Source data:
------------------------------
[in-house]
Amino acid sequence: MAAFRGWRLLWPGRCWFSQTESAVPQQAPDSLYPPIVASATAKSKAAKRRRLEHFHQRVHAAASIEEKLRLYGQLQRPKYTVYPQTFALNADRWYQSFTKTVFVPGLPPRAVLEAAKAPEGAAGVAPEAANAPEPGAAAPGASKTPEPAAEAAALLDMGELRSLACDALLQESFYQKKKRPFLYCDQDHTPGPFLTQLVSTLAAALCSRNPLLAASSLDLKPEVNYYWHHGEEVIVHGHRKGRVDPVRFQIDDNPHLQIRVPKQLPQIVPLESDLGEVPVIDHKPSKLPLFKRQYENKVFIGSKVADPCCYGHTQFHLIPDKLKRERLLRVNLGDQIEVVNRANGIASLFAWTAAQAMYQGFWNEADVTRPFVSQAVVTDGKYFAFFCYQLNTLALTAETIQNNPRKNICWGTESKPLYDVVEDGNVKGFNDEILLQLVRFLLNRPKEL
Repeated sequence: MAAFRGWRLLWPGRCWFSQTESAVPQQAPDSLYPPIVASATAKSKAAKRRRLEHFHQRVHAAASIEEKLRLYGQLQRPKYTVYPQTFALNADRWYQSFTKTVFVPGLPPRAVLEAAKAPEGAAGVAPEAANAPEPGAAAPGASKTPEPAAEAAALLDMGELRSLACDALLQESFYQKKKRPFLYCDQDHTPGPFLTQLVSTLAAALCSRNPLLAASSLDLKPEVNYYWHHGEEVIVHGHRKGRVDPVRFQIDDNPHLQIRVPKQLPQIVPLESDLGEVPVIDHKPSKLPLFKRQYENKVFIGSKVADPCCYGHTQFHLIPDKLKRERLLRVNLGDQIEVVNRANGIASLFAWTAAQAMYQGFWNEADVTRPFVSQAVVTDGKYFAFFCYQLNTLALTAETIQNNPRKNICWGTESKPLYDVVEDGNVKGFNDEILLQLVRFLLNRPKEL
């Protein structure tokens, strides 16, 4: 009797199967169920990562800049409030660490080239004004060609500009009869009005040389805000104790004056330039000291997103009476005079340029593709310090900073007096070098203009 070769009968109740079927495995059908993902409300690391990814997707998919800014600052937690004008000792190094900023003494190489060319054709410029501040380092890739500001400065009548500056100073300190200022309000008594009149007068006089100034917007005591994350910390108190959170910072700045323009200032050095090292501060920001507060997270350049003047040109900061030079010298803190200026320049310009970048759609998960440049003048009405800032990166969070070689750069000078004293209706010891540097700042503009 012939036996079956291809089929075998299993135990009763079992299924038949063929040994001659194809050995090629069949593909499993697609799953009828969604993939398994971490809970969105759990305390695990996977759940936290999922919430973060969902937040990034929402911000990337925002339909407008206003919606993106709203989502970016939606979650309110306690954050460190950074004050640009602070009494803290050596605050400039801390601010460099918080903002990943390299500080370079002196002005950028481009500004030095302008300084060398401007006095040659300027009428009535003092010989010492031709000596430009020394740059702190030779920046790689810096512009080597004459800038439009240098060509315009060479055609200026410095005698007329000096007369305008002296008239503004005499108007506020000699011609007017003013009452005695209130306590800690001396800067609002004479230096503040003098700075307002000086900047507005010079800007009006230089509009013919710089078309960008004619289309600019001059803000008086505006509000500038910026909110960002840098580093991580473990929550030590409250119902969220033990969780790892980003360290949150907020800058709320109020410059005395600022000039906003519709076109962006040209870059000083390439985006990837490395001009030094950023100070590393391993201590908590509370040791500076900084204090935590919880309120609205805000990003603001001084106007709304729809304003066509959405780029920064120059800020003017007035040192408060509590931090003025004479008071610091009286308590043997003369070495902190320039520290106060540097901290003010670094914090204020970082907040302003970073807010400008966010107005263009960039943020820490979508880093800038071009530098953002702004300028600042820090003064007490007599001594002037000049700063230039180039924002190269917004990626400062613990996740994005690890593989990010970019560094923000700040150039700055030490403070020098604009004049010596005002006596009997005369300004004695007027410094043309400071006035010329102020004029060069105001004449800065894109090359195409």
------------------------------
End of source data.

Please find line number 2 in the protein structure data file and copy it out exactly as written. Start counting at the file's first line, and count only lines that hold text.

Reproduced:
Amino acid sequence: MAAFRGWRLLWPGRCWFSQTESAVPQQAPDSLYPPIVASATAKSKAAKRRRLEHFHQRVHAAASIEEKLRLYGQLQRPKYTVYPQTFALNADRWYQSFTKTVFVPGLPPRAVLEAAKAPEGAAGVAPEAANAPEPGAAAPGASKTPEPAAEAAALLDMGELRSLACDALLQESFYQKKKRPFLYCDQDHTPGPFLTQLVSTLAAALCSRNPLLAASSLDLKPEVNYYWHHGEEVIVHGHRKGRVDPVRFQIDDNPHLQIRVPKQLPQIVPLESDLGEVPVIDHKPSKLPLFKRQYENKVFIGSKVADPCCYGHTQFHLIPDKLKRERLLRVNLGDQIEVVNRANGIASLFAWTAAQAMYQGFWNEADVTRPFVSQAVVTDGKYFAFFCYQLNTLALTAETIQNNPRKNICWGTESKPLYDVVEDGNVKGFNDEILLQLVRFLLNRPKEL